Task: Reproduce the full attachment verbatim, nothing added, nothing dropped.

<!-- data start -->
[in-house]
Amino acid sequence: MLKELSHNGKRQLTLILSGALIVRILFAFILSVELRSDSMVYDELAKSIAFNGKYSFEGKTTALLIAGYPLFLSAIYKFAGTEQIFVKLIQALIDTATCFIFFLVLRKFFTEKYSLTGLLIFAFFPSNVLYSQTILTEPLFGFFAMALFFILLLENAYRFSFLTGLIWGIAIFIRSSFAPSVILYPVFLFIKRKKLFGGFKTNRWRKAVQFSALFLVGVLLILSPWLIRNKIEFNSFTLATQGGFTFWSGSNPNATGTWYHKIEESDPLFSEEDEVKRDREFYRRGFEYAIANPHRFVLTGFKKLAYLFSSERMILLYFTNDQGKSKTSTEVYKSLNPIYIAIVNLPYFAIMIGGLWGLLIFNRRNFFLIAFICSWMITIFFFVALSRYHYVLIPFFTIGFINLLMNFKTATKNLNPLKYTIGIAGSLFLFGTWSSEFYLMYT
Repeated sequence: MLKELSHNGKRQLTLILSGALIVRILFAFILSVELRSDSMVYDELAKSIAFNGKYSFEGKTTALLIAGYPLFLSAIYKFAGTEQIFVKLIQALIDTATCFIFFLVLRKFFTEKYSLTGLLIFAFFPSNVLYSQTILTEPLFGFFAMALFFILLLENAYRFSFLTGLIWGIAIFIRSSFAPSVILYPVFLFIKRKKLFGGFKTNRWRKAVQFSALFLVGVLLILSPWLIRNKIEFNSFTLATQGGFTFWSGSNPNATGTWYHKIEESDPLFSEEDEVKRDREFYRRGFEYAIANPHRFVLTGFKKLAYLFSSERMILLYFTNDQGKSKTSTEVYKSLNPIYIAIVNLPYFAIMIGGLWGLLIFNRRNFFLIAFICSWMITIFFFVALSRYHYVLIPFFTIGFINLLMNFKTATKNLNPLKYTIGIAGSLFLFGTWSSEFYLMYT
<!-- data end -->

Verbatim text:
[in-house]
Amino acid sequence: MLKELSHNGKRQLTLILSGALIVRILFAFILSVELRSDSMVYDELAKSIAFNGKYSFEGKTTALLIAGYPLFLSAIYKFAGTEQIFVKLIQALIDTATCFIFFLVLRKFFTEKYSLTGLLIFAFFPSNVLYSQTILTEPLFGFFAMALFFILLLENAYRFSFLTGLIWGIAIFIRSSFAPSVILYPVFLFIKRKKLFGGFKTNRWRKAVQFSALFLVGVLLILSPWLIRNKIEFNSFTLATQGGFTFWSGSNPNATGTWYHKIEESDPLFSEEDEVKRDREFYRRGFEYAIANPHRFVLTGFKKLAYLFSSERMILLYFTNDQGKSKTSTEVYKSLNPIYIAIVNLPYFAIMIGGLWGLLIFNRRNFFLIAFICSWMITIFFFVALSRYHYVLIPFFTIGFINLLMNFKTATKNLNPLKYTIGIAGSLFLFGTWSSEFYLMYT
Repeated sequence: MLKELSHNGKRQLTLILSGALIVRILFAFILSVELRSDSMVYDELAKSIAFNGKYSFEGKTTALLIAGYPLFLSAIYKFAGTEQIFVKLIQALIDTATCFIFFLVLRKFFTEKYSLTGLLIFAFFPSNVLYSQTILTEPLFGFFAMALFFILLLENAYRFSFLTGLIWGIAIFIRSSFAPSVILYPVFLFIKRKKLFGGFKTNRWRKAVQFSALFLVGVLLILSPWLIRNKIEFNSFTLATQGGFTFWSGSNPNATGTWYHKIEESDPLFSEEDEVKRDREFYRRGFEYAIANPHRFVLTGFKKLAYLFSSERMILLYFTNDQGKSKTSTEVYKSLNPIYIAIVNLPYFAIMIGGLWGLLIFNRRNFFLIAFICSWMITIFFFVALSRYHYVLIPFFTIGFINLLMNFKTATKNLNPLKYTIGIAGSLFLFGTWSSEFYLMYT